Breaking Confidentiality: Parental Units
Not Seduced by Secrets
When asked, “Can you keep a secret?” it means you are about to get hit with some pretty deep material. Never promise to keep a secret. In most cases you have an obligation to get help for that person if they are going to 1) harm themselves, 2) harm someone else or 3) cause damage to property. Assure them you will walk them through whatever they’re going through no matter how ugly. Often this involves getting in touch with your Senior Pastor and determining who needs to know this information (parents, police, paramedics, etc.). NEVER DO THIS PART ALONE.
When Sharing IS Caring
Sharing with Parents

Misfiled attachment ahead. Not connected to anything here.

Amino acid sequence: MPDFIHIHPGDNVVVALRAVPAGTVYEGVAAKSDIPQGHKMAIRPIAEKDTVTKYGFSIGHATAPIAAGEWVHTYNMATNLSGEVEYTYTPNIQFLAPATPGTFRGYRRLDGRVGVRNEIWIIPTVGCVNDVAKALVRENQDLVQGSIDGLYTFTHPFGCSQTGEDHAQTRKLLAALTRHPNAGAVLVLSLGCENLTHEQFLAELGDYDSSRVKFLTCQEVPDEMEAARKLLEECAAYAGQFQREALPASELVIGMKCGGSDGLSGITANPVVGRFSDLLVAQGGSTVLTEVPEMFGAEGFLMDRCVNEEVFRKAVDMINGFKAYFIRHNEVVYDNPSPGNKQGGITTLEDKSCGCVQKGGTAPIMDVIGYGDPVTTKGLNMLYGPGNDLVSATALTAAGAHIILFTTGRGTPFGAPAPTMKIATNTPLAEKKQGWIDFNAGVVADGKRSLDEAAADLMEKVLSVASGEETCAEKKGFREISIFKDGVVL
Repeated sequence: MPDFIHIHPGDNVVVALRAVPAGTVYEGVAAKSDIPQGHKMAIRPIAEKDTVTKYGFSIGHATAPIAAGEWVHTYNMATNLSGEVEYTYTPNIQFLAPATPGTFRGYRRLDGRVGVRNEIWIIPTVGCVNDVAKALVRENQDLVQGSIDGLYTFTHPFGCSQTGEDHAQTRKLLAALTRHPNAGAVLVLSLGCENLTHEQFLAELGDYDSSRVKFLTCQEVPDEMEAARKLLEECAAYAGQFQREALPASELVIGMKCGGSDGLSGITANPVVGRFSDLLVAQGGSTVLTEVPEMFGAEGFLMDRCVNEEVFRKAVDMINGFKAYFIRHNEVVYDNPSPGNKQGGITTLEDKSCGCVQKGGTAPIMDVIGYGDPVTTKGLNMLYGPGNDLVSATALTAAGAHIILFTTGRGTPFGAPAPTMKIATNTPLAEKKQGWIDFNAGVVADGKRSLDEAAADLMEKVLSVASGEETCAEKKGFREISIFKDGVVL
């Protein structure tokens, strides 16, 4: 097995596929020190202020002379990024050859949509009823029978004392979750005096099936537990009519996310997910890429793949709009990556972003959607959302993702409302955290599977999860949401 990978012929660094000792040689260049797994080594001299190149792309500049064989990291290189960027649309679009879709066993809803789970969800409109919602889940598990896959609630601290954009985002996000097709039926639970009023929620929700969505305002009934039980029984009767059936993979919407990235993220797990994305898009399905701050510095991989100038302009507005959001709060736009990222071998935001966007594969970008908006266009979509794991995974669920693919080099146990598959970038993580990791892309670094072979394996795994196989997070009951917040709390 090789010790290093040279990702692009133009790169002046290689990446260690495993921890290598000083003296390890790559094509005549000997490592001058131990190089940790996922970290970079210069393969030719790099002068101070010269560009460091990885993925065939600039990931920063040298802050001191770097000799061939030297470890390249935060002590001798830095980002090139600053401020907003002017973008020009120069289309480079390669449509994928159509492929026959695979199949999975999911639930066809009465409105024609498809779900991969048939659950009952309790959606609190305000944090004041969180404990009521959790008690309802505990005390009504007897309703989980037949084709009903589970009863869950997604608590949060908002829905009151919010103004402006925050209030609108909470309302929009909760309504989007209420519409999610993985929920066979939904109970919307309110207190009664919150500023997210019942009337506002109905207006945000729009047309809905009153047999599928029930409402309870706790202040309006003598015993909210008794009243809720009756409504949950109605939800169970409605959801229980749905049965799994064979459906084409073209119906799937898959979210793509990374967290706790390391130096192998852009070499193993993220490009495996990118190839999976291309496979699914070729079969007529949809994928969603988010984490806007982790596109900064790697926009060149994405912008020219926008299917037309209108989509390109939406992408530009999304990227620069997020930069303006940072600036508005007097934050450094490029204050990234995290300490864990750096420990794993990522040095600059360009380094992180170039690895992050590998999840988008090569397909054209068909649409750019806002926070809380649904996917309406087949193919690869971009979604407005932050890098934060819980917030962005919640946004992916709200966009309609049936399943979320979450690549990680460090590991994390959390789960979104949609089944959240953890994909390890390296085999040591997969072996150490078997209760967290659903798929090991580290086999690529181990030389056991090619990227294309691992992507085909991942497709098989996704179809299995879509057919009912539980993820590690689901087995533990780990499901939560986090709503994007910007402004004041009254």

Confidential conversations with minors who have parents who have a vested interest in their children’s well-being is tricky. Adolescents are entering an age where they begin to have some expectation of privacy and legally may have claim to it. When you need to break confidentiality, parents often need to be in the loop. However, there are times when the information is not “harmful” to the extent where confidentiality would need to be breached (see above). I find in these situations it is best to encourage the teen and their parent to talk with each other. If a parent comes demanding information, encourage them to talk directly with their youth. Let them know it will help build a stronger relationship. My disclosing the conversation could harm their relationship with their teen (by being a nosy, busy-body, helicopter parent) and the youth and their friends will no longer trust me. Affirm your support for the parent and evaluate if you could help by offering the student to mediate this conversation. If you ever find yourself in one of those meetings, try to brief both sides separately on what is about to happen, then work to have them take turns talking. Stay as neutral as possible.